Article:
[cabfpub] Proposal of a SHA-1 exception procedure

Ryan Sleevi sleevi at google.com
Fri Jun 17 19:17:11 UTC 2016

If you do, it would be beneficial if they read the proposed process and
come with concrete concerns about why aspects of it would be problematic.

That said, a perhaps more useful and productive use of the discussion time
would be to hear from those who examine the audit reports - that is, root
store operators - to get a sense of what their expectations are if an
organization issues a SHA-1 certificate and presents a qualified audit
stating as much.

For example, I think Jody's made it clear that Microsoft just wants someone
(and it's unclear if it'll be Microsoft or if they'll just delegate that to
the ecosystem) to run counter-cryptanalysis on the proposed tbsCertificate.
Presumably, but not stated as such, if the probability of a collision is
raised during that counter-cryptanalysis, then Microsoft wants to be able
to 'veto' and say they won't accept such issuance.

For Google, the procedure we laid out is one that, so far, we think best
represents the balance between the ecosystem participants. That includes
the necessary disclosures and information so that we can gather information
necessary to avoid such situations in the future, while having the
necessary transparency for us effectively accepting, on behalf of the
Internet trust ecosystem, the security risks.

It's useful to know what Apple/Mozilla/Opera/Qihoo360 think, as well as any
other root store program that may be presented with such audits.

To reiterate, the goal is not to say that the procedure is the minimum (of
what we can all agree on) - rather, it's to make sure that any procedures
are not intrinsically in conflict - for example, Google saying you MUST NOT
do X, while Microsoft saying you MUST do X.

Realize as well that it's not guaranteed that other programs even consider
this at all something they'd consider. For example, if Mozilla were to say
"We will remove any CA that issues SHA-1 certificates", then this whole
discussion is a moot-point, is it not?

While we (Google) are interested in understanding the as-yet-unclarified
concerns you/your customers have, to understand and inform our suggested
procedure, it would seem that, as a CA and as the Forum, there's a need for
broader involvement from root programs - of which you've only heard from
two so far (Microsoft and Google) making any statements pro or con to the

To your implicit suggestion that the phone call is equivalent, I would
point out that Interested Parties are not able to participate on such calls
or ask questions, while they are permitted such on the mailing list. So
while I appreciate the implication that it's post-hoc transparent
(typically, 2 weeks after such calls), it's not open, nor in a discussion
of this nature is it timely. We saw as much with WorldPay discussions, so
I'm somewhat surprised to see it suggested as a viable solution again, when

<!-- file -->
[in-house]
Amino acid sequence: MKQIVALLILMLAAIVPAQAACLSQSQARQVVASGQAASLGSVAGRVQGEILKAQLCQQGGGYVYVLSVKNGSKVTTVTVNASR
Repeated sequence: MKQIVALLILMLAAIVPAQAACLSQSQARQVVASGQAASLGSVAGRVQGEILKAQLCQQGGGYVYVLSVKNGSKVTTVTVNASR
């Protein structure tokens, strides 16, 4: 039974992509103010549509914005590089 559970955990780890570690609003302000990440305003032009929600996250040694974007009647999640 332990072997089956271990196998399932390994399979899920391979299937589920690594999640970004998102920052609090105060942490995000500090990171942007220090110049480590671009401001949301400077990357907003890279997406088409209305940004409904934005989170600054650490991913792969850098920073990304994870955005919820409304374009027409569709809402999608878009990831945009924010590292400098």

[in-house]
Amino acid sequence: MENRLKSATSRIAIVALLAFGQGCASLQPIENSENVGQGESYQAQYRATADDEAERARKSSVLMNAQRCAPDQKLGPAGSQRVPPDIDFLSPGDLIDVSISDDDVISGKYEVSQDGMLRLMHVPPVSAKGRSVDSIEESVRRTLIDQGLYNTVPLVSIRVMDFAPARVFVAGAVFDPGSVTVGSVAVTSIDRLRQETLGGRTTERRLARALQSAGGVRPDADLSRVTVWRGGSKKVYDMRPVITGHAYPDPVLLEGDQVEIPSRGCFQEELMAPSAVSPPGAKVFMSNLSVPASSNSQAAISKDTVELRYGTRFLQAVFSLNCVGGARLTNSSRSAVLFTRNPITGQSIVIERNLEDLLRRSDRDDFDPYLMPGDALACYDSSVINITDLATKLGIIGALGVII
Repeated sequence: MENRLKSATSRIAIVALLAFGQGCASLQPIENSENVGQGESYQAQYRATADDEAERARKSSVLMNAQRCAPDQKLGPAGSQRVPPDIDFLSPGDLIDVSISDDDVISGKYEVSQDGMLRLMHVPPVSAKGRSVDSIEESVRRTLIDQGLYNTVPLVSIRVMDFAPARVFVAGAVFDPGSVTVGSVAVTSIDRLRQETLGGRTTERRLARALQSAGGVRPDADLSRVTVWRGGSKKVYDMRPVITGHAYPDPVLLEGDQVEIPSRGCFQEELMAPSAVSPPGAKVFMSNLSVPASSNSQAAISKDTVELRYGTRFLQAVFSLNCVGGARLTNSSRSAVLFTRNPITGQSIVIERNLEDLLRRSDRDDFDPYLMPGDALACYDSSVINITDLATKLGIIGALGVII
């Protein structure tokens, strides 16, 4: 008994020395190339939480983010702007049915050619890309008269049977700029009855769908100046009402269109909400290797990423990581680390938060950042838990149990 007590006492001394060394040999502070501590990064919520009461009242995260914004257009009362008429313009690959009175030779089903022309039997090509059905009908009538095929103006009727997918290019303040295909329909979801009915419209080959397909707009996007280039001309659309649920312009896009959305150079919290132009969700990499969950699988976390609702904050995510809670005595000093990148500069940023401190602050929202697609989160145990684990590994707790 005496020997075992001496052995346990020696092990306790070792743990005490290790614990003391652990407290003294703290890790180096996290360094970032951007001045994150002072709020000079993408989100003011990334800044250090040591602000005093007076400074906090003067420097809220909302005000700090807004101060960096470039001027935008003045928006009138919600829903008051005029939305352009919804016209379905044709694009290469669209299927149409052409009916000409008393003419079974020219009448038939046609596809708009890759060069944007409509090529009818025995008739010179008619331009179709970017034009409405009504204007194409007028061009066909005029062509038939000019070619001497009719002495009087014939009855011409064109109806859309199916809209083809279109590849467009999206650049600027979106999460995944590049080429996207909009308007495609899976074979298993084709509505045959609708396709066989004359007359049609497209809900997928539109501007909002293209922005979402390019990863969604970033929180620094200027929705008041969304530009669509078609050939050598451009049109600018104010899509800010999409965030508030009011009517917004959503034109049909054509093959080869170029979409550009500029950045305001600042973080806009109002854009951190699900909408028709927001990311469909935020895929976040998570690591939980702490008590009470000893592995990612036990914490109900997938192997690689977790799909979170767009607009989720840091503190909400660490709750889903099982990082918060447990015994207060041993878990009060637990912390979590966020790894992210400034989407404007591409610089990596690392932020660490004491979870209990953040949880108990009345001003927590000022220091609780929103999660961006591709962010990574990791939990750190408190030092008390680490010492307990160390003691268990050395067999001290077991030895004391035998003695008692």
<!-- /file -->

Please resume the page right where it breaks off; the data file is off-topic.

it's limitations were clear.

On Fri, Jun 17, 2016 at 12:02 PM, Dean Coclin <Dean_Coclin at symantec.com>

> Perhaps I should offer up again one of the representatives of these
> companies or trade associations the opportunity to present on our next
> call. This will give you and others the chance to ask your questions
> directly w/o this back and forth which is not productive. This dialog will
> be recorded in our minutes so there will be no opportunity for anything
> other than a transparent discussion. You can hear firsthand what I stated
> below (which I quoted directly from them).
> *From:* Ryan Sleevi [mailto:sleevi at google.com]
> *Sent:* Friday, June 17, 2016 12:58 PM
> *To:* Dean Coclin <Dean_Coclin at symantec.com>
> *Cc:* Gervase Markham <gerv at mozilla.org>; CABFPub <public at cabforum.org>
> *Subject:* Re: [cabfpub] Proposal of a SHA-1 exception procedure
> On Fri, Jun 17, 2016 at 9:46 AM, Dean Coclin <Dean_Coclin at symantec.com>
> wrote:
> No Processor's legal department will allow them to put out a public form
> saying, "We are using SHA-1". They don't understand why browsers think this
> is a good idea.
> Dean,
> If you're going to make broad, sweeping, absolute statements, then it
> would help if you - or the customers you're claiming to represent - would
> explain why. If your goal is to suggest that Google reconsider the need for
> transparency, then you - and those customers - have an obligation to
> explain why that is. Statements like the above, and statements like you've
> made on the thread, objectively do not help further the discussion, and
> only serve to postpone and delay any further consideration of SHA-1
> allowances.
> If your goal is to support your customers, you're only hurting them with
> statements like this.
> A useful furtherance of the discussion, rephrasing what yous aid, might be
> "It's unlikely that payment processor's legal department will allow them
> to publicly admit "We are using SHA-1", because of [concerns X, Y, Z]."
> Of course, to also reiterate the previous discussions, "because security
> and privacy" aren't really concrete or actionable concerns - they're
> opaque, vague, and broad. They don't help inform the discussion about the
> tradeoffs - about the need for ecosystem transparency.
> If the proposition is that "Admitting you use SHA-1 is to put yourself at
> risk", then please consider what you're asking - that the entire Internet
> trust ecosystem accept the risk on behalf of that payment processor (and
> those like them), that need SHA-1 certificates. That's a completely
> unreasonable request, without further details.
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